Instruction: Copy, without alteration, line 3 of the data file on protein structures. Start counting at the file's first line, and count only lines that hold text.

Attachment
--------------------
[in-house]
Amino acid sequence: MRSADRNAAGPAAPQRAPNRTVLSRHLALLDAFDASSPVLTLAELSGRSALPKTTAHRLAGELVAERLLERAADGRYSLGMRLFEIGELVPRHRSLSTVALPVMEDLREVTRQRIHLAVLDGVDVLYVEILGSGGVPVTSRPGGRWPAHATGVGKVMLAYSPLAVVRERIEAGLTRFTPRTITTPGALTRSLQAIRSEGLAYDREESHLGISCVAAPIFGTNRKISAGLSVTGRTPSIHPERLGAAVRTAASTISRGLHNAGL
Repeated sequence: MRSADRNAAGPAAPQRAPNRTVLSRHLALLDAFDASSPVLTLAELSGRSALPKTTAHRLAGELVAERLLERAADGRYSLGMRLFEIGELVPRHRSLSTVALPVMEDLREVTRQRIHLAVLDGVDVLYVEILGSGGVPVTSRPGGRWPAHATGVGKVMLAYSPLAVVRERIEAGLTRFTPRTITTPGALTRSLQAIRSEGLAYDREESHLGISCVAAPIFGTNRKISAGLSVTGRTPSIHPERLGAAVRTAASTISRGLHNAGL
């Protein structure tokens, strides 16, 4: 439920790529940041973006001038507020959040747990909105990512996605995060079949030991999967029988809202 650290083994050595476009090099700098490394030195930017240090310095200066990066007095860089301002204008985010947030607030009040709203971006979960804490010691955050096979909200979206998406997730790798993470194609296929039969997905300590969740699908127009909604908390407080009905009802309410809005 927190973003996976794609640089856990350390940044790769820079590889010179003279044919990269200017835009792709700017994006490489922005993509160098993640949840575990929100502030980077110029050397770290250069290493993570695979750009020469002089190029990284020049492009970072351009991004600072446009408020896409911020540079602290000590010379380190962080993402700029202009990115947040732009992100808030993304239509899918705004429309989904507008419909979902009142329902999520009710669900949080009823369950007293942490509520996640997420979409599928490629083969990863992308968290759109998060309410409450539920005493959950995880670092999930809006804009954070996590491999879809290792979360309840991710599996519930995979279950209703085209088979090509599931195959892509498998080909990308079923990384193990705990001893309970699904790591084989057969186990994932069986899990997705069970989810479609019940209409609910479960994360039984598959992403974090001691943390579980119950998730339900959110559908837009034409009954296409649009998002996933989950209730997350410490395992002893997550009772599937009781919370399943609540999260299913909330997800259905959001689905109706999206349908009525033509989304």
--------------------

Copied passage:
Repeated sequence: MRSADRNAAGPAAPQRAPNRTVLSRHLALLDAFDASSPVLTLAELSGRSALPKTTAHRLAGELVAERLLERAADGRYSLGMRLFEIGELVPRHRSLSTVALPVMEDLREVTRQRIHLAVLDGVDVLYVEILGSGGVPVTSRPGGRWPAHATGVGKVMLAYSPLAVVRERIEAGLTRFTPRTITTPGALTRSLQAIRSEGLAYDREESHLGISCVAAPIFGTNRKISAGLSVTGRTPSIHPERLGAAVRTAASTISRGLHNAGL